MYA - Walgreens Competition
February 28, 2016
Pick-Staiger Concert Hall
The Midwest Young Artists Conservatory Symphony Orchestra gives several splendid concerts each year, showcasing the cream of the crop of Chicago area young instrumentalists. For many, including this listener, the most highly anticipated of these performances is the winter concert that features the annual winners of the Walgreens Concerto Competition. In addition to thrilling concerto performances by two brilliant young artists, Dr. Allan Dennis presented compelling performances of two orchestra standards at opposite ends of the tempo spectrums.
The overall winner of the Open Division of the competition was 16-year-old violinist Zachary Brandon, using as his vehicle arguably the most challenging movement in concerto literature, the finale of Sibelius’ Violin Concerto, amusingly dubbed “a polonaise for polar bears” by Sir Donald Tovey. From the restless, edgy opening in the instrument’s lower register, to the angular dotted rhythms that send the instrument soaring into the highest realms, Brandon kept the audience on the edge of their seats with a performance of unflagging energy and youthful dynamism. Of Brandon’s numerous musical attributes, most impressive was his steely sound that projected easily over the orchestra to the farthest seats in the hall.
Prokofiev’s Piano Concerto No. 3 is an equally stern test, even for seasoned professionals. In the concert’s sprawling first movement, 15-year-old Kimie Han, winner of the MYA Division, seemed unfazed by any of these difficulties, either digitally or musically. She dug into the swift scaler passages with ease, and held nothing back during the composer’s wryly dissonant outbursts and blistering scalar passages. Her feisty reading combined equal measures of vigor and polish, and she tended to the movements’ odd lyrical moments with a delicate touch.
Richard Strauss once wrote that he could only compose when confronted with some kind of dramatic or literary inspiration, and he harnessed this ability to depict character and incident through music to bring the musical form “tone poem” to life. Franz Liszt’s tone poems may have had vague extramusical associations, but Strauss’ creations captured the visual world with much greater specificity. (He once boasted that he could depict a glass of beer in musical form!). He is generally not considered a radical composer from today’s viewpoint, but when the 21-year-old decided to pay a musical tribute to a certain famous lady’s man after seeing Nikolaus Lenau’s Don Juans Ende in 1885, his imagination was fired to white hot intensity. His tone poem Don Juan debuted in 1888 to a rapturous reception, paving the way for several more tone poems and 17 operas. The orchestration places unprecedented demands on musicians, and to this day is the source for many of the most feared passages in orchestra auditions.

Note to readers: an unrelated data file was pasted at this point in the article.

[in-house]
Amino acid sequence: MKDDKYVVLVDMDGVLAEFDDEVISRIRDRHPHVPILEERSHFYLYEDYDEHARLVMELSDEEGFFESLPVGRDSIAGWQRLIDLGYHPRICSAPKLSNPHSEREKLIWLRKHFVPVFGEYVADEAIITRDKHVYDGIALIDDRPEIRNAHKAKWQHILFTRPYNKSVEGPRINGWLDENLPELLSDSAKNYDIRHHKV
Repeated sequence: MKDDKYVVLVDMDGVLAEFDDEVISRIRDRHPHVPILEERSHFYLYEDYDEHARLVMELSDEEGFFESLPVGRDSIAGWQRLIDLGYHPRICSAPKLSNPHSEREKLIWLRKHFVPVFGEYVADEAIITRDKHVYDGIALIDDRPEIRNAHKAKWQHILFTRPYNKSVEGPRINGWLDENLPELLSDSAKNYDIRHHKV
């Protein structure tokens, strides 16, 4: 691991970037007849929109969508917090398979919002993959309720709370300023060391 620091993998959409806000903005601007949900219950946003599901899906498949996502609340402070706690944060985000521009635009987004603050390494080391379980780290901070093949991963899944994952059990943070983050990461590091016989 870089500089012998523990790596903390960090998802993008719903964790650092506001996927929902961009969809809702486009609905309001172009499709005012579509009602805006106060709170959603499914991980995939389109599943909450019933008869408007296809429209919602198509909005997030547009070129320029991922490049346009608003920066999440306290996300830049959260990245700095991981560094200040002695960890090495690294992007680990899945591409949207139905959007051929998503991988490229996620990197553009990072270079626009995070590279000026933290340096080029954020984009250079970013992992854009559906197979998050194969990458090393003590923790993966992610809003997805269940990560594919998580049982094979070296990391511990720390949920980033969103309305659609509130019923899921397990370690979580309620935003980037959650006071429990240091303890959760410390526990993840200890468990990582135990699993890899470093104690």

Such challenges might be assumed to put the piece out of range for teenage musicians, but the orchestra pulled off a performance that was as riveting as many a professional ensemble. The opening cascades of 16th notes are meant to convey a “tempest of excitement” (in the composer’s words), and Dennis and company threw themselves into the bustle with infectious brio. Once the hyper-activity subsided, the spotlight shifted to a series of nicely turned solos and section work. Concertmaster Robert Sanders’ solo passages were spun beautifully, while oboist Lucy Chavez brought a lovely touch to Strauss’ extended cantilena, a representation of the protagonist’s second conquest. Special kudos to the horn section, whose massively powered call perfectly captured Don Juan’s impatience as he rushes off on another amorous adventure.
If Strauss left little doubt as to the inspiration behind his tone poems, Barber’s Adagio for string orchestra is a shape-shifting marvel. It has been appropriated by an endless parade of film directors and pop artists, from “Platoon” and “Elephant Man” to studio producer William Orbit and rapper Sean Combs. Some conductors try to wring every drop of pathos from the score with lethargic tempos, but Dr. Dennis’ more reasonable pace kept the structure in tight focus. The students responded with a warm, moving performance that left their proud families clearly moved.